January 31st marks three years since the Social Value Act came into force, obliging all public sector organisations in England and Wales to incorporate considerations of social value in procurement decisions for public service contracts. While the law does not include a mandate to consider social value for construction schemes, it’s an area that has become an increasingly important focus for many local authorities as they look to maximise the positive outcomes of publically-funded schemes.
It’s a positive approach for both communities and the construction sector. For local authorities it means that publically-funded improvements to the built environment can also help to raise job prospects and training aspirations. For contractors, it aids skill development and stakeholder engagement.
The challenge of defining social value, delivering it and measuring is a potential stumbling block for both the public sector and the construction industry, making it difficult to gauge success on a project by project basis.
Measuring success is key to gaining traction for the importance of social value, and what’s great is that this is embedded in the culture of the construction sector. It requires goal setting for social value as an integral part of construction project procurement and delivery, with clear reporting processes and multi-partner collaboration to achieve KPIs and communicate milestones.
Like any value indicator, social value must be measured against consistent criteria adopted by both the public sector organisation and their private sector delivery partners, with metrics that can be transferred and benchmarked over multiple projects. The criteria must also take into account any project-specific objectives that relate to the location, local demographic or nature of the project.
Social value is about legacy and long-term outcomes, such as training, employment and work experience, all of which can be measured as KPIs. Less tangible goals, such as stakeholder engagement and raised aspirations can also be measured with initiatives such as educational visits and site open days.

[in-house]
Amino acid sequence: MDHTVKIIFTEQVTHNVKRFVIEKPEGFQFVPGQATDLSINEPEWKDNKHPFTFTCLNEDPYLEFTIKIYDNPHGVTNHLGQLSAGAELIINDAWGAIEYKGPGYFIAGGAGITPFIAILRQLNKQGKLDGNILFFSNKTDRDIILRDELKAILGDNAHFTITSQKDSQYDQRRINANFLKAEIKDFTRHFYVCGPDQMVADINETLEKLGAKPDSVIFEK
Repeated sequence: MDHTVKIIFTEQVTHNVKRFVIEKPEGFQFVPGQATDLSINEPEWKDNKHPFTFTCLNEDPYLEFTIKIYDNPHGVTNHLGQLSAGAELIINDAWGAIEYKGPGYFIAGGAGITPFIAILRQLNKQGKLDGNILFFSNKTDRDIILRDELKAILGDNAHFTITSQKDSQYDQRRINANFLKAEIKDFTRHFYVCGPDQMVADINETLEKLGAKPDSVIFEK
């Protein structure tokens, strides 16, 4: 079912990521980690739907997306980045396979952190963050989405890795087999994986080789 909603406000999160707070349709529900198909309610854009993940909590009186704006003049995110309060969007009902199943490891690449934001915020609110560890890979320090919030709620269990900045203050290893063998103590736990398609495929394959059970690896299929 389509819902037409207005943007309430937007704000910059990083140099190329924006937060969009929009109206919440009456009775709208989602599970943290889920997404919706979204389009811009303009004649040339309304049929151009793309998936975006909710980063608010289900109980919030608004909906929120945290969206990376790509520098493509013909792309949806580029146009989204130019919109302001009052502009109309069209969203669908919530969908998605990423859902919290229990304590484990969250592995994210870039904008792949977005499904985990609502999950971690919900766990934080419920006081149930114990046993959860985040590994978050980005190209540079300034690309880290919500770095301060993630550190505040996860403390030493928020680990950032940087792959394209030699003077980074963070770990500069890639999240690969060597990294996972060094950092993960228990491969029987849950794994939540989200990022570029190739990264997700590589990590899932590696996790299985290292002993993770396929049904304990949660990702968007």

For main contractors, however, it’s not possible to deliver these goals in isolation. Success involves working with the local authority client to identify what social value means in the context of the individual scheme. It also requires a working partnership with local training and employment/employability organisations and a trusted local supply chain that will provide genuine work experience, apprenticeships and training to candidates that may have found it difficult to access work and training opportunities in the past.
What this means in practical terms is a commitment to a long-term working relationship between the local authority customer, other local agencies, the main contractor and the subcontracted teams that can gather pace over the course of multiple projects.
Beyond the work and training outcomes, social value must also be used as a catalyst for economic benefits. Main contractors must be accountable for local supply chain best practice, sustainability and delivery of built environment improvements, providing lasting benefits to local businesses and local people.
Employment, skills and living environment make up three of the seven indices of multiple deprivation as defined by the UK Government. The construction industry has the partnerships and the skillset to make a distinct difference in these key areas and with a coordinated, consistent and ambitious approach to social value within public sector procurement, we can really take the lead in improving outcomes for many in our society.
Dr Vicky Hutchinson is national frameworks social responsibility manager at ISG and was shortlisted in the prestigious Building magazine awards Woman of the Year category in 2016.
This article first appeared in Construction News, 01 February 2016